- A simple random walk. The individual moves in any of the eight possible directions, randomly chosen each turn. All eight directions are equally likely to be chosen as the direction for next turn’s movement.
- A group biased walk: individuals would move more often in a direction chosen at the start of the simulation. For instance, they might prefer to move to the right, so more of their moves will be to the right as opposed to the other seven directions. The strength of the preference is tweakable, and the entire group has the same direction preference.
- An individual biased walk: same as a group biased walk, but every individual has their own preferred direction.
- Site marking: individuals mark sites that they’ve been to, something like ant pheromone trails; searches don’t enter a marked site unless they have nowhere else to go. Site markers fade over time, and the decay time is adjustable.
The paper goes on to explore the effect of these rules on the searching and convergence times, presenting results for each rule and contrasting them with the results from classical models. I’ll mention a couple of the results, but because I’m uncertain as to what I can clip from the paper in terms of figures, I can’t get too deeply into it (now there’s something I need to look into!) and I’d recommend giving the paper a read.
One of the more interesting results relates to the time taken to find a patch as a function of the number of searchers. Classical models expected that this was linear: add more searchers, and your search time goes down in a straight line fashion. But Ruxton’s results showed that adding more searchers might not have such a linear effect, because often new searchers would blindly trample over spaces that previous searchers had already covered. Thus, you might get diminishing returns to search efficiency from adding more searchers. (You can see this in Figure 1b from the paper, which I’ve reproduced here). The rest of the paper explores the individual effects of each of the movement rules, and it’s worth reading for that alone.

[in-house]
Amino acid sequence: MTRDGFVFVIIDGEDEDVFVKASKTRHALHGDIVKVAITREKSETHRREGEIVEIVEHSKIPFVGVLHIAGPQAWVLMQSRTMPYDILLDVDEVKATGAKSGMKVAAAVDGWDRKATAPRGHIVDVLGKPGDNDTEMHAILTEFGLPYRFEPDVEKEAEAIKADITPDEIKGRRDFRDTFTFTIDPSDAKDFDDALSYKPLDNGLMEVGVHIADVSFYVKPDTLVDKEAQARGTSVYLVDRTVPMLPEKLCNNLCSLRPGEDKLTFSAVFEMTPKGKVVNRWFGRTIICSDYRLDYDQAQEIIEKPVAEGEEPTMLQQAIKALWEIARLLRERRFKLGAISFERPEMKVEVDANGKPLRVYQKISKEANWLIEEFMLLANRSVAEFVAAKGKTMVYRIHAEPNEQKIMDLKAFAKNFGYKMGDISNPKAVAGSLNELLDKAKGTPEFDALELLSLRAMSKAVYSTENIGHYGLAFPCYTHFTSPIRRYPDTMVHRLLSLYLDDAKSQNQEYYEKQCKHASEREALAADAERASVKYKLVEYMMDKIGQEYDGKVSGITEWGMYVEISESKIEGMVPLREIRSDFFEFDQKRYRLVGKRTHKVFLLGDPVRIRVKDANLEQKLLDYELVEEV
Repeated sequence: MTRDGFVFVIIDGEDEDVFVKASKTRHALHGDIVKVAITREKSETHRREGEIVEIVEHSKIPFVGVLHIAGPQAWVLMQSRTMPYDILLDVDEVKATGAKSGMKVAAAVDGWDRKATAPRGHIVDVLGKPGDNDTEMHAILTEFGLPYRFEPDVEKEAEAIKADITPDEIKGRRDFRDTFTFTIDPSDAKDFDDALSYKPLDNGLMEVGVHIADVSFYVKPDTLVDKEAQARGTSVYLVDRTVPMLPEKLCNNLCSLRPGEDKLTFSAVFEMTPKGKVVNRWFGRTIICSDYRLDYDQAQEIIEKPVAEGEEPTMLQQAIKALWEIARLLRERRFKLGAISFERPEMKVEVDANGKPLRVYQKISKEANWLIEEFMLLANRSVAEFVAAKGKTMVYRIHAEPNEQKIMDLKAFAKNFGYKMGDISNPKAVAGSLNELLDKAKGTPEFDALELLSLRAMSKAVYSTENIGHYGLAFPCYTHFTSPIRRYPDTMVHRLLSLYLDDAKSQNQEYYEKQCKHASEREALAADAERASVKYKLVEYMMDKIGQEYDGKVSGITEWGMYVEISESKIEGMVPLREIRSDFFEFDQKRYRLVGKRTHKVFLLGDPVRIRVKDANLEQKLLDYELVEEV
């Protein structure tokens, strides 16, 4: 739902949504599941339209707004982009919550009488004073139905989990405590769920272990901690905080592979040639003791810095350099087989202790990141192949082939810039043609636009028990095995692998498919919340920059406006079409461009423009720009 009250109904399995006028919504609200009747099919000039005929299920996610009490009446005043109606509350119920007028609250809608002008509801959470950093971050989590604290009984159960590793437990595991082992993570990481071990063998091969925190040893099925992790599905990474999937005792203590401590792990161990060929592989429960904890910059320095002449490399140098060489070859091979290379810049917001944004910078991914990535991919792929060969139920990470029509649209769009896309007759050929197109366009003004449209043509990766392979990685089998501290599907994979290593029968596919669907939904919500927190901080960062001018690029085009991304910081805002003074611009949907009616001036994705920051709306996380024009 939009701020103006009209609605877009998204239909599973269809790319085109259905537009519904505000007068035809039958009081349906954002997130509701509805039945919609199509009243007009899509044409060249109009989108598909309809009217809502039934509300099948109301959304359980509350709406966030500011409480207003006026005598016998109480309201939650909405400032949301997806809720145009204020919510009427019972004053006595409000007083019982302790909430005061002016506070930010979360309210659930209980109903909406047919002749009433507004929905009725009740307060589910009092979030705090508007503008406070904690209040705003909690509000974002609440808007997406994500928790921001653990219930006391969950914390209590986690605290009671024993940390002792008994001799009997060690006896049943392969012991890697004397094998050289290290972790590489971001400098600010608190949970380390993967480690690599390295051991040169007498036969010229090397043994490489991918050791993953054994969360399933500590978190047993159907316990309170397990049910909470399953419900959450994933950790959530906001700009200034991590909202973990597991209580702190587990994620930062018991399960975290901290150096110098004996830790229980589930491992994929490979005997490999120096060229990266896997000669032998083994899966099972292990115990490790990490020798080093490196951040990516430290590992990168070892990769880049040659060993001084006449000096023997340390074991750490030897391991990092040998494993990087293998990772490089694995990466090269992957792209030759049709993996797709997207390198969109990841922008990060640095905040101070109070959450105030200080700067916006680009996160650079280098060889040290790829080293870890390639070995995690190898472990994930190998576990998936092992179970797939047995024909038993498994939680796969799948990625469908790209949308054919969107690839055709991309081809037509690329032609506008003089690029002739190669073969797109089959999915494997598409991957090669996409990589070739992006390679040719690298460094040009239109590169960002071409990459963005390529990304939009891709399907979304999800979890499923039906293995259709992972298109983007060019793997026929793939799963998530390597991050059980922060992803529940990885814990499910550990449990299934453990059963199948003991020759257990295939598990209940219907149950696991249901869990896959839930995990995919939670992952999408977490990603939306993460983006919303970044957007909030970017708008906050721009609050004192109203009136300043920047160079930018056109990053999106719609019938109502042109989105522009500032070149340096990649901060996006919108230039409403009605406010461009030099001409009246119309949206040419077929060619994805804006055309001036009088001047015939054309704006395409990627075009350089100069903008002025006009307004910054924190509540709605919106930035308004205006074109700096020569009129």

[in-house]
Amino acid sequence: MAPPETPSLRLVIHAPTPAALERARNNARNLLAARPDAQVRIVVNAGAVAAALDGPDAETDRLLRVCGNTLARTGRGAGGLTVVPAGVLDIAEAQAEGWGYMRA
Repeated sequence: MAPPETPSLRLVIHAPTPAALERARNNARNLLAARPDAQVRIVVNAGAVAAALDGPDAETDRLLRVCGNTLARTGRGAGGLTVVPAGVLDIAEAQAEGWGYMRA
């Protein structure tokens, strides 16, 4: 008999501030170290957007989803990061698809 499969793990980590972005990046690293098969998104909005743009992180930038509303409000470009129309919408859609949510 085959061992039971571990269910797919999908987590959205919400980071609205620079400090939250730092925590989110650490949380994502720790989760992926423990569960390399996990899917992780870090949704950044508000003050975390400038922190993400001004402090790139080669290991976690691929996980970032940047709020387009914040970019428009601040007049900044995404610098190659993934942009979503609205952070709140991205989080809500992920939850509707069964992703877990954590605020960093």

But why is this important? Well, behavioural ecologists studying the evolution of group behaviours like foraging might incorrectly predict – or have trouble explaining – the size of foraging groups based on these search efficiencies. Worse, they might not build these diminishing returns into their models as a cost of increasing group size when trying to explain why individuals form groups and why groups are of a certain size. Because these effects come directly from incorporating spatial structure into the model, classical non-spatial models can’t easily take them into account.
This paper is especially important because it was one of the first – to my knowledge – to make this point so clearly. It’s not the first to argue that spatial effects are important, by any means, but it does so in a way that highlights the importance of these effects to the study of foraging. Unfortunately, despite fits and starts over the years to follow, this lesson is only now starting to take hold in a big way in behavioural ecology (as far as I can see!). I’ll say it: I’d recommend that anyone studying the evolution of foraging behaviour should read this paper, if only because it foresees issues that we’re grappling with right now.
And hey, it’s only 9 pages. Not too bad, right?